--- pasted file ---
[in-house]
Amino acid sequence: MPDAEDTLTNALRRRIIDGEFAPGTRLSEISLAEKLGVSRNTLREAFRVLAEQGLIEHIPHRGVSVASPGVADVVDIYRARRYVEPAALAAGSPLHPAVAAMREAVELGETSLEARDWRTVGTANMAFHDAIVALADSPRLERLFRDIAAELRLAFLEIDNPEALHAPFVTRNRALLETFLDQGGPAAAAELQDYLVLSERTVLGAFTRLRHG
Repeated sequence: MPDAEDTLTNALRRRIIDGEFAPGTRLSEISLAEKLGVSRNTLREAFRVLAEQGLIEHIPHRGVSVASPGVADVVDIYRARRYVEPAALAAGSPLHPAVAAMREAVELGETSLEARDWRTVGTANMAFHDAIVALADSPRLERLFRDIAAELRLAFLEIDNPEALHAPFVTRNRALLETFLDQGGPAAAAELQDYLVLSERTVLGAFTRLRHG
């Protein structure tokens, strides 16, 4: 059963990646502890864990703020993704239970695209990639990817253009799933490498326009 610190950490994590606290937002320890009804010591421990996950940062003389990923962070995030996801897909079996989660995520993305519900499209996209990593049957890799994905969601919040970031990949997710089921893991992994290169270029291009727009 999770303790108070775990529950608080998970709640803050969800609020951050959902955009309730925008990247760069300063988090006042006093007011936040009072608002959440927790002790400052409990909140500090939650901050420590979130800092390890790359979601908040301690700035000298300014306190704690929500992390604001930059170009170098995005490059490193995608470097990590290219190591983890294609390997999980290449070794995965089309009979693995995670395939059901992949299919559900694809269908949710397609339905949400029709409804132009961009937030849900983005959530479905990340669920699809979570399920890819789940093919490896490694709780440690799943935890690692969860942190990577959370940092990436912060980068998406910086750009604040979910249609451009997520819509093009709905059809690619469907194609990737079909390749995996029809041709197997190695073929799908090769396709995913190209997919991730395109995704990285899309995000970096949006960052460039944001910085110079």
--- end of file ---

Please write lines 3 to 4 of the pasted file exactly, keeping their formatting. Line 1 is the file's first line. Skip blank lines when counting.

Repeated sequence: MPDAEDTLTNALRRRIIDGEFAPGTRLSEISLAEKLGVSRNTLREAFRVLAEQGLIEHIPHRGVSVASPGVADVVDIYRARRYVEPAALAAGSPLHPAVAAMREAVELGETSLEARDWRTVGTANMAFHDAIVALADSPRLERLFRDIAAELRLAFLEIDNPEALHAPFVTRNRALLETFLDQGGPAAAAELQDYLVLSERTVLGAFTRLRHG
């Protein structure tokens, strides 16, 4: 059963990646502890864990703020993704239970695209990639990817253009799933490498326009 610190950490994590606290937002320890009804010591421990996950940062003389990923962070995030996801897909079996989660995520993305519900499209996209990593049957890799994905969601919040970031990949997710089921893991992994290169270029291009727009 999770303790108070775990529950608080998970709640803050969800609020951050959902955009309730925008990247760069300063988090006042006093007011936040009072608002959440927790002790400052409990909140500090939650901050420590979130800092390890790359979601908040301690700035000298300014306190704690929500992390604001930059170009170098995005490059490193995608470097990590290219190591983890294609390997999980290449070794995965089309009979693995995670395939059901992949299919559900694809269908949710397609339905949400029709409804132009961009937030849900983005959530479905990340669920699809979570399920890819789940093919490896490694709780440690799943935890690692969860942190990577959370940092990436912060980068998406910086750009604040979910249609451009997520819509093009709905059809690619469907194609990737079909390749995996029809041709197997190695073929799908090769396709995913190209997919991730395109995704990285899309995000970096949006960052460039944001910085110079």